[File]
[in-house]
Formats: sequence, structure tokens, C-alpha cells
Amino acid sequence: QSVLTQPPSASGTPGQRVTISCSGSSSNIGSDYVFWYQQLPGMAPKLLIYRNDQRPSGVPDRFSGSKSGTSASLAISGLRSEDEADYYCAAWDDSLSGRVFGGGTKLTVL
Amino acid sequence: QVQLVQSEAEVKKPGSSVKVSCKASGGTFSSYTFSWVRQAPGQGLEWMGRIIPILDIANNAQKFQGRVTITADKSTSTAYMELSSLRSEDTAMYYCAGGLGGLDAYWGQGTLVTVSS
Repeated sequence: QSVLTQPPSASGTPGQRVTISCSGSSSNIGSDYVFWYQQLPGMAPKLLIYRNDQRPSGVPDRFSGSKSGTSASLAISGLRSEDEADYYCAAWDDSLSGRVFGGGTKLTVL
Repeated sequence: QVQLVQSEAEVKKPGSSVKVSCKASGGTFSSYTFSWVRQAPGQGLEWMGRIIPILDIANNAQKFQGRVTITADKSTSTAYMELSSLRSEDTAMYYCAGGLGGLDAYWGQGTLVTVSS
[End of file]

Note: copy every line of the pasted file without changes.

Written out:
[in-house]
Formats: sequence, structure tokens, C-alpha cells
Amino acid sequence: QSVLTQPPSASGTPGQRVTISCSGSSSNIGSDYVFWYQQLPGMAPKLLIYRNDQRPSGVPDRFSGSKSGTSASLAISGLRSEDEADYYCAAWDDSLSGRVFGGGTKLTVL
Amino acid sequence: QVQLVQSEAEVKKPGSSVKVSCKASGGTFSSYTFSWVRQAPGQGLEWMGRIIPILDIANNAQKFQGRVTITADKSTSTAYMELSSLRSEDTAMYYCAGGLGGLDAYWGQGTLVTVSS
Repeated sequence: QSVLTQPPSASGTPGQRVTISCSGSSSNIGSDYVFWYQQLPGMAPKLLIYRNDQRPSGVPDRFSGSKSGTSASLAISGLRSEDEADYYCAAWDDSLSGRVFGGGTKLTVL
Repeated sequence: QVQLVQSEAEVKKPGSSVKVSCKASGGTFSSYTFSWVRQAPGQGLEWMGRIIPILDIANNAQKFQGRVTITADKSTSTAYMELSSLRSEDTAMYYCAGGLGGLDAYWGQGTLVTVSS